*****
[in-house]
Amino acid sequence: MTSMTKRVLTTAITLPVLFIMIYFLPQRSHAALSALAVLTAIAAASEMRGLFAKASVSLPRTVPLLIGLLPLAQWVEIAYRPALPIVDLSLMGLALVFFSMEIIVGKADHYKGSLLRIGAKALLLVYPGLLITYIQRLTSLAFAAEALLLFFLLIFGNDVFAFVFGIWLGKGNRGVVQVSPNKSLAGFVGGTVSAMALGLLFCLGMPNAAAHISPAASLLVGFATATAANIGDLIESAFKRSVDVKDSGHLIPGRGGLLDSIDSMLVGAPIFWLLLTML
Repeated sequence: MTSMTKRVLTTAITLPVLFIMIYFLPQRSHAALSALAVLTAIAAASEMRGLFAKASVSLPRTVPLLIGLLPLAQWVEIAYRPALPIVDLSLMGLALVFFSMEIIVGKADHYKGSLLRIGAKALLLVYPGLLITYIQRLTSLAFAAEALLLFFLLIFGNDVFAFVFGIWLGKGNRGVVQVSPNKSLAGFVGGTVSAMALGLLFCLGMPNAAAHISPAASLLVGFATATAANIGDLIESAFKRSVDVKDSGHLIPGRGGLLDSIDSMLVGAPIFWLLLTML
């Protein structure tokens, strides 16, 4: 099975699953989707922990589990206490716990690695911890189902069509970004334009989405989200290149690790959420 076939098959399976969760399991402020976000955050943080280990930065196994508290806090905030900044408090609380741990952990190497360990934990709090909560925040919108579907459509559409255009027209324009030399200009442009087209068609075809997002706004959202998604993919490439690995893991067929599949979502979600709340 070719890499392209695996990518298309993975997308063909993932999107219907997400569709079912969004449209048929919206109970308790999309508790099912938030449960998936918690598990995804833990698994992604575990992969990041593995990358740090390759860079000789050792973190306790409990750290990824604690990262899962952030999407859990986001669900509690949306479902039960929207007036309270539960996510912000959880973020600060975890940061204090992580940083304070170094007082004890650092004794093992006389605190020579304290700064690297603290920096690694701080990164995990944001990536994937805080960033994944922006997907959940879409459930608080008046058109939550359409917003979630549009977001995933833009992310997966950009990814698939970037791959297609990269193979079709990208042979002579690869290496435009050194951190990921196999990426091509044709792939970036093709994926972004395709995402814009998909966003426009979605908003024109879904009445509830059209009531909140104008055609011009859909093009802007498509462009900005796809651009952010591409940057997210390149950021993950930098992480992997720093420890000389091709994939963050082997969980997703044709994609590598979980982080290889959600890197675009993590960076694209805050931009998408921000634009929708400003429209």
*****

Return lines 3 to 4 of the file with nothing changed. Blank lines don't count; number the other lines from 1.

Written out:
Repeated sequence: MTSMTKRVLTTAITLPVLFIMIYFLPQRSHAALSALAVLTAIAAASEMRGLFAKASVSLPRTVPLLIGLLPLAQWVEIAYRPALPIVDLSLMGLALVFFSMEIIVGKADHYKGSLLRIGAKALLLVYPGLLITYIQRLTSLAFAAEALLLFFLLIFGNDVFAFVFGIWLGKGNRGVVQVSPNKSLAGFVGGTVSAMALGLLFCLGMPNAAAHISPAASLLVGFATATAANIGDLIESAFKRSVDVKDSGHLIPGRGGLLDSIDSMLVGAPIFWLLLTML
């Protein structure tokens, strides 16, 4: 099975699953989707922990589990206490716990690695911890189902069509970004334009989405989200290149690790959420 076939098959399976969760399991402020976000955050943080280990930065196994508290806090905030900044408090609380741990952990190497360990934990709090909560925040919108579907459509559409255009027209324009030399200009442009087209068609075809997002706004959202998604993919490439690995893991067929599949979502979600709340 070719890499392209695996990518298309993975997308063909993932999107219907997400569709079912969004449209048929919206109970308790999309508790099912938030449960998936918690598990995804833990698994992604575990992969990041593995990358740090390759860079000789050792973190306790409990750290990824604690990262899962952030999407859990986001669900509690949306479902039960929207007036309270539960996510912000959880973020600060975890940061204090992580940083304070170094007082004890650092004794093992006389605190020579304290700064690297603290920096690694701080990164995990944001990536994937805080960033994944922006997907959940879409459930608080008046058109939550359409917003979630549009977001995933833009992310997966950009990814698939970037791959297609990269193979079709990208042979002579690869290496435009050194951190990921196999990426091509044709792939970036093709994926972004395709995402814009998909966003426009979605908003024109879904009445509830059209009531909140104008055609011009859909093009802007498509462009900005796809651009952010591409940057997210390149950021993950930098992480992997720093420890000389091709994939963050082997969980997703044709994609590598979980982080290889959600890197675009993590960076694209805050931009998408921000634009929708400003429209």